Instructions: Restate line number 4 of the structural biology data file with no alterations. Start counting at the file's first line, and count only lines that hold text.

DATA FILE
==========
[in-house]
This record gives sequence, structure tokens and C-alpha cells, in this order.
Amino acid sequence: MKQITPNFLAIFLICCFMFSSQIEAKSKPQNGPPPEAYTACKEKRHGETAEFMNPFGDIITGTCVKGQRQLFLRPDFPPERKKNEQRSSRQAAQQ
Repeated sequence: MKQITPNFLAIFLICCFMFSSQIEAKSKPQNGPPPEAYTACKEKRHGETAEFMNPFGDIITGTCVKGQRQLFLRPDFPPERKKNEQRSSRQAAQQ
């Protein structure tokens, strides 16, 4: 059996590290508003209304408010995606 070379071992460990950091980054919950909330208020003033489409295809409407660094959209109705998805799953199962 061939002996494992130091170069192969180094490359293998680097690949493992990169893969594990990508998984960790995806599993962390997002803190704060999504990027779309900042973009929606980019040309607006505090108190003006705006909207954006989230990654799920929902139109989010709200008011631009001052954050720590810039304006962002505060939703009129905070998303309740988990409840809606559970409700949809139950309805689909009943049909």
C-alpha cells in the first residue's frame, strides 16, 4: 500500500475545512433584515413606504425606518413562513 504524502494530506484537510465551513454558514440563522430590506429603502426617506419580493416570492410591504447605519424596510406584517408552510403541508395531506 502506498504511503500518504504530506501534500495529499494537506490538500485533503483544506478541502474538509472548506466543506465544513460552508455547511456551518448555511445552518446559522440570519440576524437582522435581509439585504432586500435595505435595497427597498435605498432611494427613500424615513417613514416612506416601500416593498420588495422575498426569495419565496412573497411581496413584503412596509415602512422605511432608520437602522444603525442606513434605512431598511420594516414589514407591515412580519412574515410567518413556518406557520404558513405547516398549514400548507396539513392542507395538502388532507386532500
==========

Repeated sequence: MKQITPNFLAIFLICCFMFSSQIEAKSKPQNGPPPEAYTACKEKRHGETAEFMNPFGDIITGTCVKGQRQLFLRPDFPPERKKNEQRSSRQAAQQ